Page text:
Noise protection

Why protect against noise?

Noise is perceived subjectively. Music that we like will not sound as loud as a genre that we aren't too keen on, even if they are both played at the same volume. High notes are perceived as louder than low notes. Colours also influence our perception  of noise. For example, our minds perceive red cars to be louder than green ones (source: TU Munich, in Die Zeit,  19 August 2004).

When it comes to noise protection, cutting corners is never a good idea, as attempting to reduce noise retroactively is usually difficult and requires a high financial outlay. You can save yourself the hassle and cost with good planning.


Objectively speaking, noise is harmful to health. The estimated cost to the economy is enormous. Depending on the sound pressure level, noise can cause the following negative effects:

  • Communication and concentration problems
  • Learning and performance difficulties
  • Disturbed sleep
  • Stress and long-term anxiety
  • Headaches
  • Cardiovascular problems
  • High blood pressure
  • etc.

But there are many other reasons for why noise protection must be given high priority during the construction of a  building. These include:

  • Protecting privacy
  • Complying with laws and standards
  • Preserving or even increasing the value of a property
  • Ensuring undisturbed living even in densely built environments 
  • Improving quality of life
  • etc.

What is sound?

Sound is a mechanical wave that propagates through space as the vibrations of a gaseous, liquid or solid medium. It is particularly audible in the human hearing range at vibration frequencies from 16,000 to 20,000 Hz.

In physical terms, sound that hits our ears is a vibration of air molecules that leads to small pressure fluctuations on and around the ear. The intensity of the sound is therefore influenced by the changes in air pressure.

Since these cover a large range from one to a billion, the sound level is commonly expressed on a logarithmic scale with the  unit "decibel" (dB). The two most important characteristics of sound are sound pressure (loudness) and frequency (pitch). A frequency of less than 16 Hz is referred to as infrasound, while a frequency greater than 20,000 Hz is  called ultrasound. Sound propagates through the air at a velocity of 340 m/s. This speed can vary greatly depending on the  medium. Table 1 shows how well different media conduct sound.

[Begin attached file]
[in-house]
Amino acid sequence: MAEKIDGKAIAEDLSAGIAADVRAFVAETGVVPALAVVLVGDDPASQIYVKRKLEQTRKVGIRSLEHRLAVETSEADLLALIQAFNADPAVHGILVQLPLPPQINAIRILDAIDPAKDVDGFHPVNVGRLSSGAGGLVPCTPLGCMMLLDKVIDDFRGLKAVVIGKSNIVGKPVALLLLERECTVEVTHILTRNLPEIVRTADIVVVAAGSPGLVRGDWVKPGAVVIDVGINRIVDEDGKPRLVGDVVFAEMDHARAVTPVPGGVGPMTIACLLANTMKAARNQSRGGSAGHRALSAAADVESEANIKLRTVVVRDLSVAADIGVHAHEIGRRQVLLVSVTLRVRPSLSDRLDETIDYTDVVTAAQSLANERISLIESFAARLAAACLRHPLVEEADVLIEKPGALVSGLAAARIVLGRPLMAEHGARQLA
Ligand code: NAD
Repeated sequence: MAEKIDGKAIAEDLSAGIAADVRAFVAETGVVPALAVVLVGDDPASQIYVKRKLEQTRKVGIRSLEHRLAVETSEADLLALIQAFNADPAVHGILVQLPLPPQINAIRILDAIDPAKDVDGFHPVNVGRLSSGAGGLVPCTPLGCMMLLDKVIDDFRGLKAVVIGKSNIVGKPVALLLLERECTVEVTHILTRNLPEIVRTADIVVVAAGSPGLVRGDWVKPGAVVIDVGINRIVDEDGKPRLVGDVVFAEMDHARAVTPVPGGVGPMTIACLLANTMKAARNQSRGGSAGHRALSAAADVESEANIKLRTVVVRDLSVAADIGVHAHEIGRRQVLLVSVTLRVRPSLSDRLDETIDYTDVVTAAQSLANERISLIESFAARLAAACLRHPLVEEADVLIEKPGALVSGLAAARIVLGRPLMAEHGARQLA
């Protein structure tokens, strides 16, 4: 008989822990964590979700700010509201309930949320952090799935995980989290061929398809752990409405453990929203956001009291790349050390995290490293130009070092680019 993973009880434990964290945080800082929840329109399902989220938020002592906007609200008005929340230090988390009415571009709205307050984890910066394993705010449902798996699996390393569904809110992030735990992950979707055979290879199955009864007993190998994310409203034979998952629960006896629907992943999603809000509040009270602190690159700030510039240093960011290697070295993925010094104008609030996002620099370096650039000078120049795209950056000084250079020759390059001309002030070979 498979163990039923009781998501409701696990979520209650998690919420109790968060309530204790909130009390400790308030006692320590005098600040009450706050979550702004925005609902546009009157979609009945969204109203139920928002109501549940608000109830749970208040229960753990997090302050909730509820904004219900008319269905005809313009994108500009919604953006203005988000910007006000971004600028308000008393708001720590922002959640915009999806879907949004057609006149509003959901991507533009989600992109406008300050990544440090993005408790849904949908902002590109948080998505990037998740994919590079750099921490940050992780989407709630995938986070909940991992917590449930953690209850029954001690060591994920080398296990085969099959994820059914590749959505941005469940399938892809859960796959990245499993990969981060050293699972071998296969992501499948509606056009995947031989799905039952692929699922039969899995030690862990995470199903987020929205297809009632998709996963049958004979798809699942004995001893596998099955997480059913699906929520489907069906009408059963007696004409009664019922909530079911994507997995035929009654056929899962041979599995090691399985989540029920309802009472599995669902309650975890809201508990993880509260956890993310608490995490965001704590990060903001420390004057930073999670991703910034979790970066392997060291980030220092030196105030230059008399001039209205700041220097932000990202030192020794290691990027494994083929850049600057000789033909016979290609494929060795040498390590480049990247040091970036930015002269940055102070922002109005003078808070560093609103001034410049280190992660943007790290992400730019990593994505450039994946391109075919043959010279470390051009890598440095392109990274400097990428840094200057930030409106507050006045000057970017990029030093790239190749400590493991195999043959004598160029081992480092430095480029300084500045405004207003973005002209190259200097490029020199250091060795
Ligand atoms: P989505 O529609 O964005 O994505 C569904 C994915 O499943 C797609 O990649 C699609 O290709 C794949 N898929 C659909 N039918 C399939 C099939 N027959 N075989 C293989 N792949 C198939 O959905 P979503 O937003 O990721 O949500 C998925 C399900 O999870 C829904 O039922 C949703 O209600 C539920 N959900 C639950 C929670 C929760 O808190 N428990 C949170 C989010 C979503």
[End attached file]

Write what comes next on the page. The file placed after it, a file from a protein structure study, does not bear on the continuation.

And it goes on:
Wood, for instance, is an excellent conductor of sound. This underlines the importance of noise protection measures in timber construction.

Material Density (kg/m3) Propagation velocity (m/s)
Air (20 °C) 0 344
Air (-20 °C) 0 319
Rubber 900 – 1’200 50
Cork 200 – 350 430 – 530
Concrete 2’300 – 2’500 3’700
Wood along the grain 300 – 900 3’500 – 5’000
Steel 7’850 5’000
Glass 2’400 – 2’600 5’000 – 6’000

Table 2 shows the sound levels of everyday sources of noise. A conversation from a distance of one meter is already     perceived as being loud! As mentioned, our perception of noise is subjective and depends on how loud the background noise  is. Nevertheless, it can generally be said that, above 40 dB, an increase or decrease in the sound level by 10 dB will be  perceived as the volume either doubling or halving. While a difference in sound level of 3 dB is still perceptible, a difference of 1 dB is barely audible.

Sound source Distance Noise level Feeling
Absolute silence 0 dB Unpleasant
Ticking of a clock 20 dB Barely audible
Residential area with no traffic 40 dB Moderate noise
Car 10 m 60 dB Loud noise
Conversation 1 m 70 dB Loud noise
Car horn 5 m 100 dB Very loud noise
Aeroplane taking off 10 m 130 dB Intolerable noise

Nico to know!

People don't hear everything equally well. The audibility threshold hits its minimum at between 2,000 and 4,000 hertz. This is the frequency range at which sounds can be heard most easily.


Sources of noise

At home and in the workplace, noise pollution can come from both inside and outside of the building.

Poor room acoustics can also contribute to noise pollution. Hard surfaces reflect sound particularly well, causing the common problem of reverberation. We can divide the topic of "noise protection" into four areas according to the different sources of noise.


Sources of sound inside a building include:

  • Music and conversations from other apartments or rooms
  • Noise from walking on ceilings and stairs
  • Noise from technical building installations, especially water installations.

Sources of noise outside of a building mainly include:

  • Noise from rail, road and air traffic
  • Commercial noise pollution
  • Construction noise

Noise protection measures are especially important in timber and lightweight construction. The main reasons for this are:

  • Low mass => low airborne sound insulation
  • Symmetrical structures => resonance
  • Wood => excellent sound conductor
  • Rigid panels => low insulation
  • Rigid coupling => sound bridges and flanking

More about this topic

Airborne sound insulation

The transmission of sound from room to room.


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Impact sound insulation

Propagation of sound through solid constructions.


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Sound damping

Sound absorption by or on a material.


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Sound absorption

Improved indoor acoustics.


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Product photo: Idikell 4021, heavy foil for noise protection and sound absorption

Heavy foils

Discover our versatile range of heavy foils.


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Building physics

For those with a particular interest, we have summarised the most important aspects of building physics in an easy to understand language.


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